Constitutional Law, Elections, Gold Dome, Legal, Politics

Guest op-ed: Why is Governor Hickenlooper obstructing Attorney General Coffman?

Governor Hickenlooper is asking the state Supreme Court to block the ability of state Attorney General Cynthia Coffman to enter lawsuits without the Governor’s permission.  If the Governor succeeds in his plan, he will consolidate power in his office at the expense of the independently elected state Attorney General.

The state court should reject the Governor’s plea for intervention, a plea that is more political than legal in its arguments for court intervention. If the Governor wins his gamble, the real losers are the people of Colorado.

There is far more at stake in this dispute than Colorado’s participation in the 27-state lawsuit against the EPA’s “Clean Power Plan.”  If the elected Attorney General cannot have a legal opinion different from the Governor on a federal regulatory issue, that office might as well be filled by appointment. That is the logical progression from the Governor’s attempted amputation of the Attorney General’s independent legal authority, and it is absurd on its face.

There is ample legal and historical precedent for the Attorney General’s participation in a lawsuit without the Governor’s assent.  In a 2003 case, Salazar v. Davidson, the Colorado Supreme Court held that the state constitution granted the Attorney General independent authority to bring lawsuits on behalf of the State despite the Governor’s objection.  In 2003, Republican Governor Owens made the same arguments Democrat Governor Hickenlooper is making today, and he lost.  The Governor also seems to have forgotten that in 2010, AG John Suthers joined 24 other states in an historic federal lawsuit against Obamacare that went all the way to the U.S. Supreme Court. Can anyone imagine that AG John Suthers asked Gov. Bill Ritter’s permission to join that lawsuit?

The Governor’s assertion that AG Coffman is acting on partisan motives is oddly ironic. Has the Governor not read liberal Harvard Law School Professor Lawrence Tribe’s March 2015 congressional testimony saying the EPA’s carbon emission rules are illegal and unconstitutional?  And hasn’t he noticed that two of the other state Attorney General plaintiffs joining Coffman in the lawsuit – in Missouri and Kentucky– are Democrats?

The multi-state lawsuit AG Coffman has joined is not about politics, it is about unlawful regulatory overreach. It does not challenge the goals of the “Clean Power Plan,” it challenges EPA’s authority to impose that plan without congressional authorization.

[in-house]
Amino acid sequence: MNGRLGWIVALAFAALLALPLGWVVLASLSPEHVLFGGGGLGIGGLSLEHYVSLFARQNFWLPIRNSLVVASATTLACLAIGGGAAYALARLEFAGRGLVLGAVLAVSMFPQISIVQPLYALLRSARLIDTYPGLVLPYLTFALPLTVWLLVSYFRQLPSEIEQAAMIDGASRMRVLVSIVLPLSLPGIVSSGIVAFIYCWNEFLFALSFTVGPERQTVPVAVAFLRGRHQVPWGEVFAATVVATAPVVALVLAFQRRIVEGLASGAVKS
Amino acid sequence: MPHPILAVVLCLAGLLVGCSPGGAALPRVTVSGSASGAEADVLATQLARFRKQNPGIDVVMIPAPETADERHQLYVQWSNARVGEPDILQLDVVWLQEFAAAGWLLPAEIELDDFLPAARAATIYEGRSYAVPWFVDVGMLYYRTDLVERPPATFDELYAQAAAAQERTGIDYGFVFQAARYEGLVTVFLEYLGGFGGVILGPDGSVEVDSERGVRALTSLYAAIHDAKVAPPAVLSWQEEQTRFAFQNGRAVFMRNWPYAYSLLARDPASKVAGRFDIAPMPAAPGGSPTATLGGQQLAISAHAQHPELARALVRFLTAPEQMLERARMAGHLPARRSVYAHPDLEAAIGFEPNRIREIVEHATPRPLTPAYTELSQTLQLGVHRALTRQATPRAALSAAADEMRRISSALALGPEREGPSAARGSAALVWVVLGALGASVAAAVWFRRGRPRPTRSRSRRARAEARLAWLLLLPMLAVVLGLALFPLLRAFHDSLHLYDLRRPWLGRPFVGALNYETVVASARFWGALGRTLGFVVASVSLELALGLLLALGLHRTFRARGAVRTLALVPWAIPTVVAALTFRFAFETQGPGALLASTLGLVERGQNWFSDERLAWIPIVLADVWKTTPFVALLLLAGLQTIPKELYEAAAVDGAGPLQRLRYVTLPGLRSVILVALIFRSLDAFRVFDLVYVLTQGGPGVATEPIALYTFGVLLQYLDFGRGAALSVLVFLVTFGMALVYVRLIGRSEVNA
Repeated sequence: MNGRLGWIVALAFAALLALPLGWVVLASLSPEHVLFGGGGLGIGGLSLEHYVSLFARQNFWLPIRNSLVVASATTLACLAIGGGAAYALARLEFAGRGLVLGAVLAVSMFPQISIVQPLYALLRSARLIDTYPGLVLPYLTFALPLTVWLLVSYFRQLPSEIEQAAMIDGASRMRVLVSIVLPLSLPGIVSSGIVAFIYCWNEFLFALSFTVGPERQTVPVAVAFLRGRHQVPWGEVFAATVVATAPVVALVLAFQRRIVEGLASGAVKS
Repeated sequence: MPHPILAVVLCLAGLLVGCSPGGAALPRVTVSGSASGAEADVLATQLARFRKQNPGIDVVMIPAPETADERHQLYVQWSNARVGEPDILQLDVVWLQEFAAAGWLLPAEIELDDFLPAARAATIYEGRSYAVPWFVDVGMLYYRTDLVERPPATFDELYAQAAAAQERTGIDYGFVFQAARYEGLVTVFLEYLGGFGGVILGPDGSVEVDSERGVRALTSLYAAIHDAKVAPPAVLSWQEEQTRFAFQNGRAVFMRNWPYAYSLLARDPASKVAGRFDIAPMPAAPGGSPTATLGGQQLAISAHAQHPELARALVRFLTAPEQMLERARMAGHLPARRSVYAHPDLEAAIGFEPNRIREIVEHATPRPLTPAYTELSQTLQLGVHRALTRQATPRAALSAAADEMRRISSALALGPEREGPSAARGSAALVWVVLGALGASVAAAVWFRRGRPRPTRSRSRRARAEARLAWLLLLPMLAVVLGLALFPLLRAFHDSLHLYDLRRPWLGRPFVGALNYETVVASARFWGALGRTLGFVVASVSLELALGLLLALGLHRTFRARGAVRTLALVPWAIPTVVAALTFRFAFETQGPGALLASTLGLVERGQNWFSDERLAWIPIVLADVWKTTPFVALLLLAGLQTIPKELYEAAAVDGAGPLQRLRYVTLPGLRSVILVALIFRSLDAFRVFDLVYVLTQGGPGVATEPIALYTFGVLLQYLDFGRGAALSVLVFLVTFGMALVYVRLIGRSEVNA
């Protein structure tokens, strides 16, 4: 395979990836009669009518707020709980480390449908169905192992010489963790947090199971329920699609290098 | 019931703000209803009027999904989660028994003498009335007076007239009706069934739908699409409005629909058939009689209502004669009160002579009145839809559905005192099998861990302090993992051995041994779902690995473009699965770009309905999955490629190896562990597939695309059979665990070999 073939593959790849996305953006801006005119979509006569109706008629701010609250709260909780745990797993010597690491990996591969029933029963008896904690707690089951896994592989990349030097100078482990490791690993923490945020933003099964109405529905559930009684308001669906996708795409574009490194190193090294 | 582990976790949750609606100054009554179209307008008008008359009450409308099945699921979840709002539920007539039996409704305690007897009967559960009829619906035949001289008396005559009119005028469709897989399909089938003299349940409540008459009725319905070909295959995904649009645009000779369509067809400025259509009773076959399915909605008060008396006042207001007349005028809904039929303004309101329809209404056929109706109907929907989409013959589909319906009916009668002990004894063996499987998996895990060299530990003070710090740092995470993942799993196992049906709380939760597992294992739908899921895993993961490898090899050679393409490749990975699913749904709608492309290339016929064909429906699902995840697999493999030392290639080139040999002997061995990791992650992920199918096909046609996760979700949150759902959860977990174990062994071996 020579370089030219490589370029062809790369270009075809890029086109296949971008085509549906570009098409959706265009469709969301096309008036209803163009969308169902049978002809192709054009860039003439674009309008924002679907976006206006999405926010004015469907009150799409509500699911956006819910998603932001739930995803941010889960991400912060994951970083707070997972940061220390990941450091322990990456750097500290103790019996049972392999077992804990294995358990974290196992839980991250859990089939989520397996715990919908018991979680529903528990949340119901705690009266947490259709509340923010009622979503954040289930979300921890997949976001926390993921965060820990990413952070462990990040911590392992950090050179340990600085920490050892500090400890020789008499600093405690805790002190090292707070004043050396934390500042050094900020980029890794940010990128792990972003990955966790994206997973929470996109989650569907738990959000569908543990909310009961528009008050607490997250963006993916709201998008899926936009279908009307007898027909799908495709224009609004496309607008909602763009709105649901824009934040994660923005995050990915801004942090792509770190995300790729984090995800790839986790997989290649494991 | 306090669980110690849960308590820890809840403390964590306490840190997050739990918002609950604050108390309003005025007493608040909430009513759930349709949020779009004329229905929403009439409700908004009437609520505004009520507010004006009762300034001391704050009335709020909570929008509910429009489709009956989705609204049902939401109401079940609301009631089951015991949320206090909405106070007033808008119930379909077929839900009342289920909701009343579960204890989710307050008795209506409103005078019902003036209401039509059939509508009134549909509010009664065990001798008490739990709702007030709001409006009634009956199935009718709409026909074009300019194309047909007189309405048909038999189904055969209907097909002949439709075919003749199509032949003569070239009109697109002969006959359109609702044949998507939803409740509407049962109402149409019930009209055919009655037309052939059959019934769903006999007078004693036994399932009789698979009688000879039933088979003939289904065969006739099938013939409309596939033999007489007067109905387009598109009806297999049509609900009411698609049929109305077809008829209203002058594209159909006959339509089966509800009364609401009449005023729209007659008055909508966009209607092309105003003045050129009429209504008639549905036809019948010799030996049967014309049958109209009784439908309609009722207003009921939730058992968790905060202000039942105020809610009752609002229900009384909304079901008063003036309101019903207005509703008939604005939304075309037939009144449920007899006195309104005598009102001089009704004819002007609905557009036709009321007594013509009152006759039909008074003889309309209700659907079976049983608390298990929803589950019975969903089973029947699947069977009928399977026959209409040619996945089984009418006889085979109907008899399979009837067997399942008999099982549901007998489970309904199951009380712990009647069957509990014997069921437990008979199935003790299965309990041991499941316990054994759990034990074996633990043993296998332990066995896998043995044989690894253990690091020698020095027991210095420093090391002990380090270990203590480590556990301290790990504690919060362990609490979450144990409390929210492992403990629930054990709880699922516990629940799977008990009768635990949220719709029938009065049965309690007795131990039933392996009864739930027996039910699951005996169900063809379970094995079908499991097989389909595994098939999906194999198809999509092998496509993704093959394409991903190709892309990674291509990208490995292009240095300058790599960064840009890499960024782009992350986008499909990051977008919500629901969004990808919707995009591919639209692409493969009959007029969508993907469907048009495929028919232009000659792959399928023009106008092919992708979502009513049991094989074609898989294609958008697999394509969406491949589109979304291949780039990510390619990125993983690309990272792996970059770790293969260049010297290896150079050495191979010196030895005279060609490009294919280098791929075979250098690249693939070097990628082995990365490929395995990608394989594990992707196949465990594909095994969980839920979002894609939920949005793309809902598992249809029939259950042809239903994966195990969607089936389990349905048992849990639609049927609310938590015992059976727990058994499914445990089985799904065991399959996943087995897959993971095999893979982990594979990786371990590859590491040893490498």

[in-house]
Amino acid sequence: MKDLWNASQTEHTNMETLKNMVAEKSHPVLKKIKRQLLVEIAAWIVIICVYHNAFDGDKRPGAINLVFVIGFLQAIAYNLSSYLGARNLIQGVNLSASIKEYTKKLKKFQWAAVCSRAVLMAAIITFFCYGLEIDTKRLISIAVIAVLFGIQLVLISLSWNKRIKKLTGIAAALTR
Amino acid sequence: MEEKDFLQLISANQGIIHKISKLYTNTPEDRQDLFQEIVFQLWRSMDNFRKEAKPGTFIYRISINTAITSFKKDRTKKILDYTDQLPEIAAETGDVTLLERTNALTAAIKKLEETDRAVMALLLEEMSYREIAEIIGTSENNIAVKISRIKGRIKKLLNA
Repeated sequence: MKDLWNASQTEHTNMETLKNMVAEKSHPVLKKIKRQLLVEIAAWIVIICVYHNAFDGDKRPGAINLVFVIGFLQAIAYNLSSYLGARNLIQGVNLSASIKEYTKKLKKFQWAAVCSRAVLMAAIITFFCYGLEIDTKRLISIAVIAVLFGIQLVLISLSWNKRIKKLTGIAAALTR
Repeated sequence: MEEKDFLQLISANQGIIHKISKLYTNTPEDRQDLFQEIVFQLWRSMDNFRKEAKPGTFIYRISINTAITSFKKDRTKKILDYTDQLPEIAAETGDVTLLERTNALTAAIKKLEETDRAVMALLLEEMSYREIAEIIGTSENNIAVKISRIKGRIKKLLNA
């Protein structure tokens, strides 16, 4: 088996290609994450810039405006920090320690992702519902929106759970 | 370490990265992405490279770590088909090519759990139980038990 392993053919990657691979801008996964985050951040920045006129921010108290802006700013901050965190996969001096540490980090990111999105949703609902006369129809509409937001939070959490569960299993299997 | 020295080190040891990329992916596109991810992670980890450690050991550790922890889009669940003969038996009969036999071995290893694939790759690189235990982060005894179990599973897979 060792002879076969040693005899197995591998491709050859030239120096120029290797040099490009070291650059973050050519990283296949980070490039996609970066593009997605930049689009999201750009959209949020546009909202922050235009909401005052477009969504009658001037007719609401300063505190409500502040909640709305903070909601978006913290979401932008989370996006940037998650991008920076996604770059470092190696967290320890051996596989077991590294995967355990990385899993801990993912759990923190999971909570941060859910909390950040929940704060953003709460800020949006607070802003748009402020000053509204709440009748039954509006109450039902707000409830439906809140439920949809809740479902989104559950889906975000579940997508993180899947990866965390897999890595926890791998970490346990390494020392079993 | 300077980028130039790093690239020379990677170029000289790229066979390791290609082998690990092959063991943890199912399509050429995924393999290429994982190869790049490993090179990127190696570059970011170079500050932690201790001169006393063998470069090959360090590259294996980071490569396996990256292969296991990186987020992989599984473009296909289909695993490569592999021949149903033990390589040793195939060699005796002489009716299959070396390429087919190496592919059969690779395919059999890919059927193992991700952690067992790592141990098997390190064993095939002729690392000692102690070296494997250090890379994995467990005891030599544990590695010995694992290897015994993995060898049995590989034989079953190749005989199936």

This question goes to the very heart of the rule of law: regulatory agencies like the EPA can only make rules within the framework of laws enacted by Congress, and when they go beyond that, they are acting unlawfully.  There is nothing “partisan” about that issue.

Photo: Damon Sasso
Photo: Damon Sasso

The independent authority vested in the Attorney General plays an important role in the functioning of Colorado’s state government by ensuring a check-and-balance on the Governor’s “supreme” authority. The Governor is our chief executive officer, not our king, and both our public health and our environment are better served by the rule of law over the rule of good intentions.

If the 27 state plaintiffs win the lawsuit and the EPA is told by the US Supreme Court to stand down, Colorado is a winner, not a loser. That is because Colorado could still proceed to implement those same EPA goals — but only if it is a Colorado decision, not a Washington top-down mandate.  Colorado could then choose carbon emission reduction goals on its own timetable — with appropriate reviews and safeguards adopted by Colorado’s elected representatives, not unaccountable federal bureaucrats.

Our Attorney General has chosen to stand up for the constitutional separation of powers and Colorado’s sovereignty, while our Governor chooses to be a cheerleader for the EPA’s very costly and legally dubious mandates.

It shouldn’t be hard to choose sides on this one.

Cadman represents Colorado State Senate District 12. As Senate President, he represents the voice of the Colorado Senate Republican Caucus.


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